I know the first thing you probably want to do is explore your new operating system, but let’s put that on hold for a second. We’ve been told to expect a pretty massive “Day 0” patch from Microsoft, which you may have received as part of the upgrade/setup process. Let’s just make sure that isn’t anything more in the pipeline.
Don’t be disappointed, however—we can still continue with your Windows 10 orientation. We’ll just have an overarching goal in mind. And fittingly, the place to start is, well, Start.
Let’s Start exploring
All the way down in the left-hand corner of your screen is the Windows icon—probably similar if not identical to the Windows icon on your keyboard. If you click on that icon, tap that icon on your touchscreen, or touch the Windows key on your keyboard, you’ll open up the Start menu.
Boom! Pretty nice, right? Windows 7 users, you’re going to see a list of apps listed in the left-hand nav bar. Windows 8 users, you’ll notice the familiar Live Tiles to the right. Some of those Live Tiles may already be flipping over to show you relevant information. For now, though, let’s start on the left.
What you’ll see is a list of “frequently-used applications” that Microsoft has selected for you—they may have even carried over from a previous OS, if you upgraded Windows 10 in place. These will change depending on how frequently you use them. Unfortunately, you can’t pick and choose what apps appear here. You can make some adjustments, however, and we’ll show you how in a second. Here’s a hint: it’s in that “Settings” link, at the bottom.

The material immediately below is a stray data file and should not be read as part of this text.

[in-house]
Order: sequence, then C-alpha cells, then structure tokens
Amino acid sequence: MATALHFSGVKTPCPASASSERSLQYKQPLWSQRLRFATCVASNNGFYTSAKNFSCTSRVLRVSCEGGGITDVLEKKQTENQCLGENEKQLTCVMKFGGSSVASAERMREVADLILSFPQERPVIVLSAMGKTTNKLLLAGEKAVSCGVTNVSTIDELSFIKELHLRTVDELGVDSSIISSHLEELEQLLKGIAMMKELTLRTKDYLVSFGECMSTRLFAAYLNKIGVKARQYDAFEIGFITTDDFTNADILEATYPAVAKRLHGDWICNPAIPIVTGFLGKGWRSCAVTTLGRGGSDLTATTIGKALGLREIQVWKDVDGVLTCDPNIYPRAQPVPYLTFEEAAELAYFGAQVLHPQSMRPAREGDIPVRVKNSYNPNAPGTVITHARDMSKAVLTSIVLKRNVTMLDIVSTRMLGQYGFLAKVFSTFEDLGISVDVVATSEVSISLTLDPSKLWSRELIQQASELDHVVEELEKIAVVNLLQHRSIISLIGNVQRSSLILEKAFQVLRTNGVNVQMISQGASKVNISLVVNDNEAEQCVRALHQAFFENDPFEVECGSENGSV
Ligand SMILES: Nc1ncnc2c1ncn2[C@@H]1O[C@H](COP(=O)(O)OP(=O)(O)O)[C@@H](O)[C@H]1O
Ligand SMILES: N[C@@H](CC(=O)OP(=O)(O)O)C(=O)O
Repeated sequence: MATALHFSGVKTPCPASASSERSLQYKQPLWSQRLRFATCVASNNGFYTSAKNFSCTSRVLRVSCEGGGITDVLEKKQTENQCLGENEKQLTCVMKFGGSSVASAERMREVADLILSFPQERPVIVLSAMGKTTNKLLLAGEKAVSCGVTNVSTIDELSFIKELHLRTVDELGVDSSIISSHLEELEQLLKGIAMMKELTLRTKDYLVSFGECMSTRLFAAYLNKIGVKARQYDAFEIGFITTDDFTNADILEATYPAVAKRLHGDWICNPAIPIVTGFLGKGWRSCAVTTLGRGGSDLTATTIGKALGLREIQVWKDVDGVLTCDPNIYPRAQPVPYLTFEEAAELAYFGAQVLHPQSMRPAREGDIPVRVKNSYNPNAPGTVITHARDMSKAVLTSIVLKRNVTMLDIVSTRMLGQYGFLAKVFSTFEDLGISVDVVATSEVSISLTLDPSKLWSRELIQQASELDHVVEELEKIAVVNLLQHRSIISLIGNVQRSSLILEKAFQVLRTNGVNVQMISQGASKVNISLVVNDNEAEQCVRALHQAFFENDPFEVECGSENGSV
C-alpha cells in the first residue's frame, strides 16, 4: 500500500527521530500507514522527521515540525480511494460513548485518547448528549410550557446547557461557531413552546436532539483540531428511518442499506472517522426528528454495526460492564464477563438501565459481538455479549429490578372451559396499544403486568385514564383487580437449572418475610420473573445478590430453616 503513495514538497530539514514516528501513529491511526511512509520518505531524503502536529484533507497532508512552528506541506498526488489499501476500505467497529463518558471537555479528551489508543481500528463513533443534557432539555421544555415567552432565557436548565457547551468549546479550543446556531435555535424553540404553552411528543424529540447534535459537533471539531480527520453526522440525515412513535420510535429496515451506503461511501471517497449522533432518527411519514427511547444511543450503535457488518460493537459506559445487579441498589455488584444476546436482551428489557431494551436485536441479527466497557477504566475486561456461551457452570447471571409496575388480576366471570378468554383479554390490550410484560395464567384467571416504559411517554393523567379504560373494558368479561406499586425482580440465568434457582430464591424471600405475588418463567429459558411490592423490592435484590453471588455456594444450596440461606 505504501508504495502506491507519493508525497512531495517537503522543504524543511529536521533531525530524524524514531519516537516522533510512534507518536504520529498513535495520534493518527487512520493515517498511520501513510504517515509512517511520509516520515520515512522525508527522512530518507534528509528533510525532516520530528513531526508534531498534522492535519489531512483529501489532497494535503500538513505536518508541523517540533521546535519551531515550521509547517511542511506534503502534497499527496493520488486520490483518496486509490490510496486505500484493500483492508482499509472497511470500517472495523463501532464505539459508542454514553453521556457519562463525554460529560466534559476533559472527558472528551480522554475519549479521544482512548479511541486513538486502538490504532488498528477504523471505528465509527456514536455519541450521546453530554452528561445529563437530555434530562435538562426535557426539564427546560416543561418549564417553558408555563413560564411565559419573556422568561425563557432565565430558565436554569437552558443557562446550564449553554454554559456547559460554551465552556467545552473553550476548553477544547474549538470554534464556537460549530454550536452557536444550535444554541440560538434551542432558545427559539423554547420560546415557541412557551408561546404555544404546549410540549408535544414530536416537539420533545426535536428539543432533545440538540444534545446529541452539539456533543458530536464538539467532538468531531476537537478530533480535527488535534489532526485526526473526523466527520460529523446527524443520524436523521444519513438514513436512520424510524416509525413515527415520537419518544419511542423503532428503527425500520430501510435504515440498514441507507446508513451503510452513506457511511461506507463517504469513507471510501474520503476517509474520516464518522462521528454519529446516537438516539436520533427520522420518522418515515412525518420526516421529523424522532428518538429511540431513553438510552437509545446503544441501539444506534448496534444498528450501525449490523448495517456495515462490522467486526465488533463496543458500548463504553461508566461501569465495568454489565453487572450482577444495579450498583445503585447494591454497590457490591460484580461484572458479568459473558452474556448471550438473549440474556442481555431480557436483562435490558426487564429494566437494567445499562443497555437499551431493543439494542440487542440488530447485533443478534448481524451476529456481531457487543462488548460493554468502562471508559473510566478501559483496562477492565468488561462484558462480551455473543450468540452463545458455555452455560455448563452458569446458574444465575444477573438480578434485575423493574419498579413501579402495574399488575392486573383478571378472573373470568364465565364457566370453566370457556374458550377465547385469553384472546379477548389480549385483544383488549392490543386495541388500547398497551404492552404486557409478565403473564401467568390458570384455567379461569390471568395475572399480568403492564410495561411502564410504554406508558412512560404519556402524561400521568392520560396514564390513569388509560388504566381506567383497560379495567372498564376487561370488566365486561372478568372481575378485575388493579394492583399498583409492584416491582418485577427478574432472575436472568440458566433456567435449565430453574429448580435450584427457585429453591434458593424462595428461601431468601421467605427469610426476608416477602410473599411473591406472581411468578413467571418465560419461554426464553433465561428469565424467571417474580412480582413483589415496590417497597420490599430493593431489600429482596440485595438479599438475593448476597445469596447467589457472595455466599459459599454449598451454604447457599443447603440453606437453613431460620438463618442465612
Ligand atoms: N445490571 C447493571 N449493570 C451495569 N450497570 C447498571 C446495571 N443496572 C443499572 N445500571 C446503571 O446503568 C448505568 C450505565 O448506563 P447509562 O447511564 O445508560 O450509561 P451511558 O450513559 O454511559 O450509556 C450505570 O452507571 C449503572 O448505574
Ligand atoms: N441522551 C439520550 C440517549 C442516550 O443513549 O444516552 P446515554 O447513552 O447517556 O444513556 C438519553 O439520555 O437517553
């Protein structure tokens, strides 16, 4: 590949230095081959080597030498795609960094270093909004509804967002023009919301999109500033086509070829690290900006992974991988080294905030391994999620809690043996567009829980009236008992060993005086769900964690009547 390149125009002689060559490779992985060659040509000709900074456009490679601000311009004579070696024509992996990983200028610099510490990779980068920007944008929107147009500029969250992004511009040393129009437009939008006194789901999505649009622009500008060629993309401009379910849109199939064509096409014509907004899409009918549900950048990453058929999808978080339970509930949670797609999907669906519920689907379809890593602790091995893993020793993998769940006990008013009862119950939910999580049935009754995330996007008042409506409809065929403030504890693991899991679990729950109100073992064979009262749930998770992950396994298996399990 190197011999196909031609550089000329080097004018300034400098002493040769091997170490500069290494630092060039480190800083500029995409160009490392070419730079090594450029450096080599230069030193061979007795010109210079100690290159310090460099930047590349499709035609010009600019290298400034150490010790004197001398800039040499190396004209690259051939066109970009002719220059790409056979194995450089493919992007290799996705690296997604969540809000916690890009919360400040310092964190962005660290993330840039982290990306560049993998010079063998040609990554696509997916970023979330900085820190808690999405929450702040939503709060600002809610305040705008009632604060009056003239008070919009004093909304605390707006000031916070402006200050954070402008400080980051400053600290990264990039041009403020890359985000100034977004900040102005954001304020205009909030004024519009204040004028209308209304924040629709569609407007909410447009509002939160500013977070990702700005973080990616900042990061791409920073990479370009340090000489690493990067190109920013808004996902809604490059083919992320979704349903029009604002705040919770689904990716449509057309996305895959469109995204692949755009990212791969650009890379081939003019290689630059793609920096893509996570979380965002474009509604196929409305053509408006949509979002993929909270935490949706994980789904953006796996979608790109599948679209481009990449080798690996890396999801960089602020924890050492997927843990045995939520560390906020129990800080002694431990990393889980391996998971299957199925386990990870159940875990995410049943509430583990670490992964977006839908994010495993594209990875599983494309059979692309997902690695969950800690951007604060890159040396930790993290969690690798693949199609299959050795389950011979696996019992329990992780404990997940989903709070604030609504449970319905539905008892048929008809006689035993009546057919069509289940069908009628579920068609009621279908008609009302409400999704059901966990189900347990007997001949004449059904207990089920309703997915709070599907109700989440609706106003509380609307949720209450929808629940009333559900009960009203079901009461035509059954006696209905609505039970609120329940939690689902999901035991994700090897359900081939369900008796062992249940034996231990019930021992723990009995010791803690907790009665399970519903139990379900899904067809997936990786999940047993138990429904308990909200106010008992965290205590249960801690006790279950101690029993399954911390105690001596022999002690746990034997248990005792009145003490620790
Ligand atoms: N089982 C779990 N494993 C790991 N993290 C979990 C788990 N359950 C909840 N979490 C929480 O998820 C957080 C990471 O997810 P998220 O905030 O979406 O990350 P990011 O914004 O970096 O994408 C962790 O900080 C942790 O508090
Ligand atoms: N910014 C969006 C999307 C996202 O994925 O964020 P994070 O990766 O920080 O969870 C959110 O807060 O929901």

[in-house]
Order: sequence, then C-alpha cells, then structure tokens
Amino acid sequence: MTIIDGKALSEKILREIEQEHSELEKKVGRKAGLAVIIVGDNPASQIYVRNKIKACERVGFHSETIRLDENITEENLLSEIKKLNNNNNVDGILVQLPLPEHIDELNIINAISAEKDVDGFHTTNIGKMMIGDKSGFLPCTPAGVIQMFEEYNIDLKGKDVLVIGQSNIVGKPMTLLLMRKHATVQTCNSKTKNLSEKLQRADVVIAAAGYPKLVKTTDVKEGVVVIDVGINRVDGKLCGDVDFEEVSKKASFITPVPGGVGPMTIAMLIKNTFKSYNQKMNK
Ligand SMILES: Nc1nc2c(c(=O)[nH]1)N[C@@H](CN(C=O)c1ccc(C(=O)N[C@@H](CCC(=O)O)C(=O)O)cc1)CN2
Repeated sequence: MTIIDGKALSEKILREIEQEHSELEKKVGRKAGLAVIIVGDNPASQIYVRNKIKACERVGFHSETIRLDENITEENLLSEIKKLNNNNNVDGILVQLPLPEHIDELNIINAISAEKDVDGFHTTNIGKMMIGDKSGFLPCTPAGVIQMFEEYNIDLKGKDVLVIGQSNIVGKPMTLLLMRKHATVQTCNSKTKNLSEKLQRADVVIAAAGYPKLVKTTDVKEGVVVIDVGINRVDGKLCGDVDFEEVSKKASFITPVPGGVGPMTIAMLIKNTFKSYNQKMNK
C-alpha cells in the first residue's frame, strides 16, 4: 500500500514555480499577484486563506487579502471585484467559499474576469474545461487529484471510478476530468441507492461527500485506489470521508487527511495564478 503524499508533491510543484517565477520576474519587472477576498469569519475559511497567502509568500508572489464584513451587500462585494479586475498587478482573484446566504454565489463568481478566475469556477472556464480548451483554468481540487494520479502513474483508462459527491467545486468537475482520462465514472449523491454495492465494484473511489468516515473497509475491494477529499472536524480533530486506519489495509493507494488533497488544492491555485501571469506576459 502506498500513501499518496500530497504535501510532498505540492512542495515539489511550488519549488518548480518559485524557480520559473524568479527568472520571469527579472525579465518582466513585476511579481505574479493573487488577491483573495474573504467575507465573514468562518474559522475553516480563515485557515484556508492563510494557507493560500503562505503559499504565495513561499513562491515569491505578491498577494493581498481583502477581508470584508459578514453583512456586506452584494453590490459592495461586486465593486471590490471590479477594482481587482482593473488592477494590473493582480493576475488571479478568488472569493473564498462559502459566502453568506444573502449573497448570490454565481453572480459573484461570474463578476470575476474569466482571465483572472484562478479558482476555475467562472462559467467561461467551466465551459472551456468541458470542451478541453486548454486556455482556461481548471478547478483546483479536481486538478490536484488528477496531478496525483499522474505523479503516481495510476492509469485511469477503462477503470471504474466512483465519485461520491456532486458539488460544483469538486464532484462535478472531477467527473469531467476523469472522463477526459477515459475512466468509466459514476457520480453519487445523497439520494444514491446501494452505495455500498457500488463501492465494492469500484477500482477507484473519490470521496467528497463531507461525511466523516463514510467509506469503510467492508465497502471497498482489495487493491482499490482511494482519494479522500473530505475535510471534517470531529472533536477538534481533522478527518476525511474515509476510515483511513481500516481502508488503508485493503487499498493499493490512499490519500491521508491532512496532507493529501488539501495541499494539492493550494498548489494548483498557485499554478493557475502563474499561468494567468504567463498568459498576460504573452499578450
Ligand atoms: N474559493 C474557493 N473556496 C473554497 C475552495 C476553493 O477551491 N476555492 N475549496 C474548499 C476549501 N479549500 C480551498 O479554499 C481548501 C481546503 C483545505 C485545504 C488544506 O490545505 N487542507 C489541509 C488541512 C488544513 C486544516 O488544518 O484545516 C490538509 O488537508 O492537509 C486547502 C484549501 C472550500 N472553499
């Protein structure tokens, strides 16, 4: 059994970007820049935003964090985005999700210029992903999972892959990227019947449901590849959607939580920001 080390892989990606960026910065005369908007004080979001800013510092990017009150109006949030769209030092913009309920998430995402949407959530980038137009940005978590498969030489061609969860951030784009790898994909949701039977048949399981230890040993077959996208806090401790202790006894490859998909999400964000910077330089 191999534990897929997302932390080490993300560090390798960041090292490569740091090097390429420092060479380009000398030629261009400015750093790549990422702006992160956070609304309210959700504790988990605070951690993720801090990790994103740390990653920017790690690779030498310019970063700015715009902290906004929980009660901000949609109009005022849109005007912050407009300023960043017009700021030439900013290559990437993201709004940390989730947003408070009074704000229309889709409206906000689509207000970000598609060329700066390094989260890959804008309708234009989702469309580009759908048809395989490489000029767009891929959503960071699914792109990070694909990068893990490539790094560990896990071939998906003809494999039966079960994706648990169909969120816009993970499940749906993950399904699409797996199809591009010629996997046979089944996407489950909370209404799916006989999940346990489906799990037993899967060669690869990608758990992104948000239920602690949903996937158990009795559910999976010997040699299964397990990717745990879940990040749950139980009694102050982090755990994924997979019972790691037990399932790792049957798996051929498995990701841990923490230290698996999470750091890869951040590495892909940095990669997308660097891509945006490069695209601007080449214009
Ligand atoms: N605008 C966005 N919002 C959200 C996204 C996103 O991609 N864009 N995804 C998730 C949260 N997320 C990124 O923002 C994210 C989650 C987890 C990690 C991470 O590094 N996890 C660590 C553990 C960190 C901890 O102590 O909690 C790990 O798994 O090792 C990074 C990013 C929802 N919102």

Take a minute to click the “All Apps” button at the bottom of the list. This should be called the “Almost All Apps” button, because Windows, inexplicably, doesn’t show you tried and true apps like Paint where you might expect them. But everything else that’s installed on your system should be there.
For now, let’s look to the right. The first thing you should know is that the Start menu is a window—it can be resized and reshaped to your preferences, within limits. It can even go full-screen, although that will require a change in the Settings.
You can arrange and rearrange tiles as you’d like. Try right-clicking on one, and adjusting the size; if you can’t enlarge it, try dragging-and-dropping it to an open space. Maybe you’d like the Mail application to be in the top left-hand corner. Or your Calendar. You should be able to pin any app to your Start menu, including those found in the left-hand nav bar. Not all will function as Live Tiles, however—that’s up to the app designers.